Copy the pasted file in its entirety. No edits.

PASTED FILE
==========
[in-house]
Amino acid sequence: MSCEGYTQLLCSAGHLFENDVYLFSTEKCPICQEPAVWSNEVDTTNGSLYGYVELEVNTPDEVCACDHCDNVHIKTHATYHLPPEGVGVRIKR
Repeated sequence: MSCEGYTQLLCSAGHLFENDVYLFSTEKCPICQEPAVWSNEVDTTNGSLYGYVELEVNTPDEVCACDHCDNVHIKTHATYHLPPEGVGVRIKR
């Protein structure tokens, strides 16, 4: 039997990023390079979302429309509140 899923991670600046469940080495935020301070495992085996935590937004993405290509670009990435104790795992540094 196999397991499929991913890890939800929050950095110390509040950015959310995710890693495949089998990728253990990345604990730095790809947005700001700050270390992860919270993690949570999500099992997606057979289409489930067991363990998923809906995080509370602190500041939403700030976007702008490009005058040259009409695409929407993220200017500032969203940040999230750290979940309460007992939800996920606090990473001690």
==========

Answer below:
[in-house]
Amino acid sequence: MSCEGYTQLLCSAGHLFENDVYLFSTEKCPICQEPAVWSNEVDTTNGSLYGYVELEVNTPDEVCACDHCDNVHIKTHATYHLPPEGVGVRIKR
Repeated sequence: MSCEGYTQLLCSAGHLFENDVYLFSTEKCPICQEPAVWSNEVDTTNGSLYGYVELEVNTPDEVCACDHCDNVHIKTHATYHLPPEGVGVRIKR
């Protein structure tokens, strides 16, 4: 039997990023390079979302429309509140 899923991670600046469940080495935020301070495992085996935590937004993405290509670009990435104790795992540094 196999397991499929991913890890939800929050950095110390509040950015959310995710890693495949089998990728253990990345604990730095790809947005700001700050270390992860919270993690949570999500099992997606057979289409489930067991363990998923809906995080509370602190500041939403700030976007702008490009005058040259009409695409929407993220200017500032969203940040999230750290979940309460007992939800996920606090990473001690």